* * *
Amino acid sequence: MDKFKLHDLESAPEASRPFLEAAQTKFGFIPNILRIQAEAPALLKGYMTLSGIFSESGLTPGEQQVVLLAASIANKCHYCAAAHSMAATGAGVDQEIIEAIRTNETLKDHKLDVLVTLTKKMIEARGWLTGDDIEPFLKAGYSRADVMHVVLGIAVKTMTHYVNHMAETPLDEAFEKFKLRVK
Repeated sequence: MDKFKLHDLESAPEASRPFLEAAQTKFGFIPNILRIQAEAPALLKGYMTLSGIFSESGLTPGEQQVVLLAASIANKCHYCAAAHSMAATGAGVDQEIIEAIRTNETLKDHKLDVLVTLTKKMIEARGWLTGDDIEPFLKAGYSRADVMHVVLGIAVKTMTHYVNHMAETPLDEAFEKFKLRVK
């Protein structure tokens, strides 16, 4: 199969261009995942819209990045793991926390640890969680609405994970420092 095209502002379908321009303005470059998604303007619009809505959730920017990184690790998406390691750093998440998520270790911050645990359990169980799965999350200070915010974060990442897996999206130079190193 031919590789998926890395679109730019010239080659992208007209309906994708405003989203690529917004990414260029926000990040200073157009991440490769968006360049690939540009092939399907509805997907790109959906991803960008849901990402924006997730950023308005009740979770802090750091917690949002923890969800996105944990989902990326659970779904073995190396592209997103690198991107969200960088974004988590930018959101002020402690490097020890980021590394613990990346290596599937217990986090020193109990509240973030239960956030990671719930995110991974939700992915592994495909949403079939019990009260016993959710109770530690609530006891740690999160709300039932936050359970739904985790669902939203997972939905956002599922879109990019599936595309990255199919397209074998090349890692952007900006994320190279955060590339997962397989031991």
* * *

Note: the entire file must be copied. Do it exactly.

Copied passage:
Amino acid sequence: MDKFKLHDLESAPEASRPFLEAAQTKFGFIPNILRIQAEAPALLKGYMTLSGIFSESGLTPGEQQVVLLAASIANKCHYCAAAHSMAATGAGVDQEIIEAIRTNETLKDHKLDVLVTLTKKMIEARGWLTGDDIEPFLKAGYSRADVMHVVLGIAVKTMTHYVNHMAETPLDEAFEKFKLRVK
Repeated sequence: MDKFKLHDLESAPEASRPFLEAAQTKFGFIPNILRIQAEAPALLKGYMTLSGIFSESGLTPGEQQVVLLAASIANKCHYCAAAHSMAATGAGVDQEIIEAIRTNETLKDHKLDVLVTLTKKMIEARGWLTGDDIEPFLKAGYSRADVMHVVLGIAVKTMTHYVNHMAETPLDEAFEKFKLRVK
């Protein structure tokens, strides 16, 4: 199969261009995942819209990045793991926390640890969680609405994970420092 095209502002379908321009303005470059998604303007619009809505959730920017990184690790998406390691750093998440998520270790911050645990359990169980799965999350200070915010974060990442897996999206130079190193 031919590789998926890395679109730019010239080659992208007209309906994708405003989203690529917004990414260029926000990040200073157009991440490769968006360049690939540009092939399907509805997907790109959906991803960008849901990402924006997730950023308005009740979770802090750091917690949002923890969800996105944990989902990326659970779904073995190396592209997103690198991107969200960088974004988590930018959101002020402690490097020890980021590394613990990346290596599937217990986090020193109990509240973030239960956030990671719930995110991974939700992915592994495909949403079939019990009260016993959710109770530690609530006891740690999160709300039932936050359970739904985790669902939203997972939905956002599922879109990019599936595309990255199919397209074998090349890692952007900006994320190279955060590339997962397989031991």